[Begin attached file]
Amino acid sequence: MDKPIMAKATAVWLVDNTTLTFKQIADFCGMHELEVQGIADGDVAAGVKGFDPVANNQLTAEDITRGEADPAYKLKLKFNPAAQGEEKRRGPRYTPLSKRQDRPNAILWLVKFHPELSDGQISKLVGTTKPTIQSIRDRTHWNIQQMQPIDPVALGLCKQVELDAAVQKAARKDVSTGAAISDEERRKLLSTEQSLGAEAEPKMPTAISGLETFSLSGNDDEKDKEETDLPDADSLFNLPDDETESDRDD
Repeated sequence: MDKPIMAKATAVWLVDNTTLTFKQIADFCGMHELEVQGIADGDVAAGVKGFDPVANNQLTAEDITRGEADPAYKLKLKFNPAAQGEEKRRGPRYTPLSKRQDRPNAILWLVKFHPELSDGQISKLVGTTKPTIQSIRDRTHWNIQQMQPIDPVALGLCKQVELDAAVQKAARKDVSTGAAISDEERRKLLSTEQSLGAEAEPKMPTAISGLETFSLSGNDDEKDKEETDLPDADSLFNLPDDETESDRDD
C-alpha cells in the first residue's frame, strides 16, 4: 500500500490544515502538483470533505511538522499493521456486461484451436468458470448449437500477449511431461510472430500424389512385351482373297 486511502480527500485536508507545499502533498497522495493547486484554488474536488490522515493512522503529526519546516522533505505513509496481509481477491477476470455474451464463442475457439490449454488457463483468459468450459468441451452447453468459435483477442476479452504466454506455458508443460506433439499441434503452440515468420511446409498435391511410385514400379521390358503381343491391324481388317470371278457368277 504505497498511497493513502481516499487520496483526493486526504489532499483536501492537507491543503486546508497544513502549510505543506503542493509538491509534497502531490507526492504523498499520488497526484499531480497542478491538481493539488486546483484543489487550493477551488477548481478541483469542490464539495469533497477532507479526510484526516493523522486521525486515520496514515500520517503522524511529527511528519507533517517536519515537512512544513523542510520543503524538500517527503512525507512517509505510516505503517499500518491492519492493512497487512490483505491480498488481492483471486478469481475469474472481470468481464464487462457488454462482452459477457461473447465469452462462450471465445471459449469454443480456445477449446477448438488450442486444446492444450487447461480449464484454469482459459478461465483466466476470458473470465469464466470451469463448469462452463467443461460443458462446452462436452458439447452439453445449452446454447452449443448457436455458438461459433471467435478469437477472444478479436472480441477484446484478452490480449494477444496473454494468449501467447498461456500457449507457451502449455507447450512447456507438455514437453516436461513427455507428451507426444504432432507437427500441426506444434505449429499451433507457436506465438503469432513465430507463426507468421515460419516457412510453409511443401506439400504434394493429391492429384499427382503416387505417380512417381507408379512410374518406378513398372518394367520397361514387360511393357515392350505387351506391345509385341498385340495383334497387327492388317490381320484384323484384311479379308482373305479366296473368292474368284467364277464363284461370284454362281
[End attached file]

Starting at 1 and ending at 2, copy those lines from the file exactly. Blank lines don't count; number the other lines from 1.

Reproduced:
Amino acid sequence: MDKPIMAKATAVWLVDNTTLTFKQIADFCGMHELEVQGIADGDVAAGVKGFDPVANNQLTAEDITRGEADPAYKLKLKFNPAAQGEEKRRGPRYTPLSKRQDRPNAILWLVKFHPELSDGQISKLVGTTKPTIQSIRDRTHWNIQQMQPIDPVALGLCKQVELDAAVQKAARKDVSTGAAISDEERRKLLSTEQSLGAEAEPKMPTAISGLETFSLSGNDDEKDKEETDLPDADSLFNLPDDETESDRDD
Repeated sequence: MDKPIMAKATAVWLVDNTTLTFKQIADFCGMHELEVQGIADGDVAAGVKGFDPVANNQLTAEDITRGEADPAYKLKLKFNPAAQGEEKRRGPRYTPLSKRQDRPNAILWLVKFHPELSDGQISKLVGTTKPTIQSIRDRTHWNIQQMQPIDPVALGLCKQVELDAAVQKAARKDVSTGAAISDEERRKLLSTEQSLGAEAEPKMPTAISGLETFSLSGNDDEKDKEETDLPDADSLFNLPDDETESDRDD